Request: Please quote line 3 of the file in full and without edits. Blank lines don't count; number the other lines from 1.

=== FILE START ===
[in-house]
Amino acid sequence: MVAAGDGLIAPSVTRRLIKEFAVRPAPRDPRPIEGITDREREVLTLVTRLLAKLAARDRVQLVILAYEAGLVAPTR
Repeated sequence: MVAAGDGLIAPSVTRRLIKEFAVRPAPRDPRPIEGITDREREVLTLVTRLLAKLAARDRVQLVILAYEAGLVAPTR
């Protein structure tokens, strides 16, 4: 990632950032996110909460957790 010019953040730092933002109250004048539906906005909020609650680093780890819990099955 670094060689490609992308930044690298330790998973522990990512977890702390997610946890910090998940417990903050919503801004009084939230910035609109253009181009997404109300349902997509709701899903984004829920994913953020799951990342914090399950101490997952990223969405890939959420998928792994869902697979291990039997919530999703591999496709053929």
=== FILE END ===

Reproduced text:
Repeated sequence: MVAAGDGLIAPSVTRRLIKEFAVRPAPRDPRPIEGITDREREVLTLVTRLLAKLAARDRVQLVILAYEAGLVAPTR